HS No! There was no hatred, we�d got no grudge against them, they�d got no grudge against us. We were… we were the best of pals, although we were there to kill one another, there were no two ways about that at all. They helped us bury our dead, and we buried our dead with their dead. I�ve seen many a cross with a German name and number on and a British name and number on. �In death not divided.�
I Did you do other work during the truce as well? Was it just burying the dead, or were there other things …
HS Oh, there was strengthening the trenches, borrowing their tools….
I You actually borrowed German tools to strengthen your trenches?
HS We borrowed German tools. They … then… they�d come and help you strengthen your defences against them.

Part 3
I = Interviewer
HS = Harold Startin

I Not only was the truce more extensive than anyone has realized before, it also lasted much longer than has been believed until now. In some areas, the war started up again on New Year�s Day, but in the part of the line where Harold Startin was, the truce lasted a lot lunger than that.
HS Ours, it went on for six weeks. You can read in the history books about Sir John French, when he heard of it, he were all against it. But our truce went on for six weeks. And the Wurttem-berg Regiment, they got relieved before we did, and they told us they thought it we� the Prussian Guards goin� to relieve them, and (stutter) if it was, we should hear three rifle shots at intervals, and if we only heard three shots we should know that the Prussian Guards, that we� opposite us then, and we�d got to keep down.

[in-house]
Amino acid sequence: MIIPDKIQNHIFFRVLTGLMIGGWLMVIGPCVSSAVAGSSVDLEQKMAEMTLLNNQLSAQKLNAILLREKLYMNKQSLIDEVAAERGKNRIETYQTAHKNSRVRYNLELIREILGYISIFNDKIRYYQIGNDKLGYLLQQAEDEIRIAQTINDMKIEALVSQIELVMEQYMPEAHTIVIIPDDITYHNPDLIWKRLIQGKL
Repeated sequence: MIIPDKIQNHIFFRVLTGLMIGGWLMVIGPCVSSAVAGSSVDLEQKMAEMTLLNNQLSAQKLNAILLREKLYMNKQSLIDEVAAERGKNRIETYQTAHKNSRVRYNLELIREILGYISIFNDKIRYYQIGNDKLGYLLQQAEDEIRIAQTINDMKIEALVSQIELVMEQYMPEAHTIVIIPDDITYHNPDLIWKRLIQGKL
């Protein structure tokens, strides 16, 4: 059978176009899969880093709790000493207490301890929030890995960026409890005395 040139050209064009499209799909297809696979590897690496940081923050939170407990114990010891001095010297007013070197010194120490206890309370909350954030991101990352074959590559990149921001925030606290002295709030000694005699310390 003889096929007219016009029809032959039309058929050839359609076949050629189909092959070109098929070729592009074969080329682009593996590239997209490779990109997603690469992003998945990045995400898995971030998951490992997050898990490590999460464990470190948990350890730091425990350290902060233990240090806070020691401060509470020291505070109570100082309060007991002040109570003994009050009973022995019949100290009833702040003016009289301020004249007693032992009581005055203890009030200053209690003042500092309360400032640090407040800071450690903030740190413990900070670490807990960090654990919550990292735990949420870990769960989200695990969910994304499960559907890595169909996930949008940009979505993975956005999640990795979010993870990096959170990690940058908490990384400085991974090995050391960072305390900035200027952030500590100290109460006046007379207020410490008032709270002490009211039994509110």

I Because they would be fiercer than
HS Yes!
I … than the Wtirttembergers?
HS Yes!
I Can you remember particular Germans that you spoke to? Over six weeks you must have made friends?
HS I spoke to one, Otto comes from Stuttgart, as �as been over to England to see me.
I So you made friends during the truce and kept in touch after the war?
HS Made friends during the truce, and friends after.

Part 4
I = Interviewer
MB = Malcolm Brown

I By early February 1915, the truce was over.
Two people, Malcolm Brown and Shirley Seaton, wrote a book about the Christmas Truce, determined that this should be an event that should not be forgotten.
MB This was the f… the first year of the first total war, a war which has become legendary for its viciousness and brutality. And we think it�s really rather remarkable that in that war, there occurred, beyond question, the greatest instance of friendship and fraternization between opposing warring forces. And though at the time, that event disappeared over the horizon as the great battles of 1915, �16, �17 came on, now when one looks back on it, one can see that this was, as it were, the lighting of a light, the shi … er, er … a shining light, the making of a gesture, the laying down of a sort of a first glimmer of protest against the concept that nations should be locked in massive and total war together.
(Soldiers� song from the 1914-1918 war.)
Goodbyee! Goodbyee!
Wipe the tear, baby dear, from your eyee!
Though it�s hard to part, I know,
I�ll be tickled to death to go.
Don�t cryee! Don�t sighee!
There�s a silver lining in the sky.
Bon soir, old thing! Cheerio! Chin-chin!
Au revoir! Toodle-no! Goodbyee!

Emphatic Structures

1 What made it an army was discipline and organization.

2 What I like about John is his honesty.

3 What made it an army is the way it was organization.

4 What I like about John is the fact that he is so honesty.

5 Drill is what transformed these men into an army.

6 Money is what makes the world go round.

7 It was pairs of individuals who thrust at each other.

8 It was John who broke the vase.